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ad 1. The matrix eii will be symmetric because the network
Newman&Girvan analyze is undirected. The assortativity coefficient on
which Q is based (see ref. 34 in N&G paper you refer to) was in fact
developed for directed networks, so that eii does not have to be
ad 2. ai*ai make sense as a null model because it corresponds to
"proportionate mixing": fraction of ties between groups i and j is
proportional to the number of links they have. See Koehly, L. M.,
Goodreau, S. M., Morris, M., 2004. Exponential family models for
sampled and census network data. Sociological Methodology 34, 241–270
for a nice discussion of possible null models for mixing matrices.
Your null model corresponds to one of the conditional log-linear
models discussed in section 3.1 of that paper.
The term "proportionate mixing", as far as I know, comes from Nold,
A., 1980. Heterogeneity in disease-transmission modelling.
Mathematical Biosciences 52 (3–4), 227–240.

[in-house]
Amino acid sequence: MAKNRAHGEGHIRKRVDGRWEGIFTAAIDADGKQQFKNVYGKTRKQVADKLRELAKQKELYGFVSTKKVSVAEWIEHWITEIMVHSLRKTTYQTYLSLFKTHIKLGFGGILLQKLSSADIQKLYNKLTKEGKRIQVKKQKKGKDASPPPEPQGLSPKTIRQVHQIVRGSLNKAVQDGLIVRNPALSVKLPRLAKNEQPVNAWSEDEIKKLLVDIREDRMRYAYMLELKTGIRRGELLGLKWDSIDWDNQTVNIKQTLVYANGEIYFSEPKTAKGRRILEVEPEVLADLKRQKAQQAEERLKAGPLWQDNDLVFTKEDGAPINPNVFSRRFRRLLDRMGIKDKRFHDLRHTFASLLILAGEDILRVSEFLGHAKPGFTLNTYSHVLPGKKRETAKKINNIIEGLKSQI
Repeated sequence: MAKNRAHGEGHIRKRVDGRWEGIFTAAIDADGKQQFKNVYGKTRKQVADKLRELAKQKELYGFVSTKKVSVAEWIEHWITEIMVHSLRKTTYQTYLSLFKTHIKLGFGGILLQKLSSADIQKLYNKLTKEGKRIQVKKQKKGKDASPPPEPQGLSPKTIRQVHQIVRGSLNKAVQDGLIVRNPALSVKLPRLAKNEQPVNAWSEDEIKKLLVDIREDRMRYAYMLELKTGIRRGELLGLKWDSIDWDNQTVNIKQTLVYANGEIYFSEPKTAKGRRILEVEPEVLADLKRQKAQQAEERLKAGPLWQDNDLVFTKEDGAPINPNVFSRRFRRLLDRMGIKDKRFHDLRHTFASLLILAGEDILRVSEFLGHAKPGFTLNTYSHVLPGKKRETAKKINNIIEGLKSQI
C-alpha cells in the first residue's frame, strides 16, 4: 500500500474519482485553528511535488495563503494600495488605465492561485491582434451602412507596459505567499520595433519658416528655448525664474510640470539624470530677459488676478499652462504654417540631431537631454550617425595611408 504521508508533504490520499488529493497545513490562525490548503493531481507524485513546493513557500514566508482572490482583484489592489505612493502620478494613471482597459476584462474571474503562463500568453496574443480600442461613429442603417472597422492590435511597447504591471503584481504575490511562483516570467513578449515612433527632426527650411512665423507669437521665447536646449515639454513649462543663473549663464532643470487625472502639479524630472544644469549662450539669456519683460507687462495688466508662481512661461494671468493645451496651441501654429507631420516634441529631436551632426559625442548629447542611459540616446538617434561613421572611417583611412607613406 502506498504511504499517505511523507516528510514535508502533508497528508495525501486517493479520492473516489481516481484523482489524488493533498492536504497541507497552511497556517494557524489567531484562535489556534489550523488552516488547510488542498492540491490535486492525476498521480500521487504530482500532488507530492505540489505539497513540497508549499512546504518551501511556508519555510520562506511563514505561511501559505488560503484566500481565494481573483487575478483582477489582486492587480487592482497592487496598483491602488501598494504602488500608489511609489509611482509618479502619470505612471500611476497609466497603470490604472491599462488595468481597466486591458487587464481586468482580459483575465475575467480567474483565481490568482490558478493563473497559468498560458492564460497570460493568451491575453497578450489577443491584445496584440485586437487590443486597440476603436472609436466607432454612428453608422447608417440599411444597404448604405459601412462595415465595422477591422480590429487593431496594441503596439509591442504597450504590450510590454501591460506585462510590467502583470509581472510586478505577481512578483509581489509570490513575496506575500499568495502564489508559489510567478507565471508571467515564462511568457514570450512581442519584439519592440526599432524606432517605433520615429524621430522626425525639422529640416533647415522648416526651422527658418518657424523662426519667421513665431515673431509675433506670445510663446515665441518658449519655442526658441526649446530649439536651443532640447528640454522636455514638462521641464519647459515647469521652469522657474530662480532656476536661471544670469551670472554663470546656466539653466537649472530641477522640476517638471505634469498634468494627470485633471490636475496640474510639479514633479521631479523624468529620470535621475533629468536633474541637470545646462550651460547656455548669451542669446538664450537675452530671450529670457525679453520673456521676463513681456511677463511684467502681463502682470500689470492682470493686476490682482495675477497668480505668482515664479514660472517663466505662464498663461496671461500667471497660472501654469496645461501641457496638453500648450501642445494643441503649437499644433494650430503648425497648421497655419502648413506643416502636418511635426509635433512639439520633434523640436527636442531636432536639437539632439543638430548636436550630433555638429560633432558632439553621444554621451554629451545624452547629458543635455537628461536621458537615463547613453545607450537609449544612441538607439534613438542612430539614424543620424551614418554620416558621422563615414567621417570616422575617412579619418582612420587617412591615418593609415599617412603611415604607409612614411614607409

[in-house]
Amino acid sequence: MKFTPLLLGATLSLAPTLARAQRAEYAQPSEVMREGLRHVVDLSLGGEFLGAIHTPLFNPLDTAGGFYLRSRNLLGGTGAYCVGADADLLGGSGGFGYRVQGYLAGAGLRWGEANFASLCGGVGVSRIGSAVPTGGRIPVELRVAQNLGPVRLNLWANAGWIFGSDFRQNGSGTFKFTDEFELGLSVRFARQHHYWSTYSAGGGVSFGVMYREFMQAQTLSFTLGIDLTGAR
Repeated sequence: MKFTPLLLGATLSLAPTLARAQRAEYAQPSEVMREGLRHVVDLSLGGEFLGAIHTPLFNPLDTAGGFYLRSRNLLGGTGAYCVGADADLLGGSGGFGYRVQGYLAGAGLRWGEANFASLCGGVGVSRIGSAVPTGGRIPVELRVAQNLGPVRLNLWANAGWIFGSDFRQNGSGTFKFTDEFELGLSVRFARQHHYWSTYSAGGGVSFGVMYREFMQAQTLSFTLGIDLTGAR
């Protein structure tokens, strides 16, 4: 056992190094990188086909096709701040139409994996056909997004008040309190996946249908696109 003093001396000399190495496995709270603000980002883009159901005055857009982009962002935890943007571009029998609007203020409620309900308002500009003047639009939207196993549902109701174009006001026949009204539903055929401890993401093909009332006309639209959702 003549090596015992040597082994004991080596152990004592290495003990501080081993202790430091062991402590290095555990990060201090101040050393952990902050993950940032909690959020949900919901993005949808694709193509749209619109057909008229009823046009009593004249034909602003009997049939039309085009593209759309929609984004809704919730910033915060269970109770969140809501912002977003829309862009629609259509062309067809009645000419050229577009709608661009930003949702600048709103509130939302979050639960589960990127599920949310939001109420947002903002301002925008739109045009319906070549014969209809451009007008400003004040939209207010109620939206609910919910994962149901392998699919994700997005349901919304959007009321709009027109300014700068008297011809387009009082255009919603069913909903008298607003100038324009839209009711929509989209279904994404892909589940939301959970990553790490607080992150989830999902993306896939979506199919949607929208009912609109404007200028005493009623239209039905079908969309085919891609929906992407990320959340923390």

I hope this helps.
On Tue, Jun 4, 2013 at 3:27 PM, Kropp Per <[log in to unmask]> wrote:
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> Hello everybody,
> I use a formula from Newman/Girvan (Phys. Rev. E 69 (2004) 026113) to
> calculate Q=SUMi(eii-ai*ai) with ai=SUMj(eij) from the k x k symmetric
> matrix e. eii is the fraction of links within the cluster k and ai is the
> row (or column) sum. Very easy to implement in standard statistical
> packages. Here are my questions:
> 1. Why has matrix e to be symmetric?
> 2. Why can ai*ai be characterized as an appropriate null model?
> (Both are questions from a reviewer ;-))
> Best regards to the specialists
> Dr. Per Kropp
> Institute for Employment Research
> Regional Research Network
> Frau-von-Selmnitz-Str. 6, D-06110 Halle
> Phone: +49/345-1332-236 (secretary: -255; fax: -555)
> mail: [log in to unmask]
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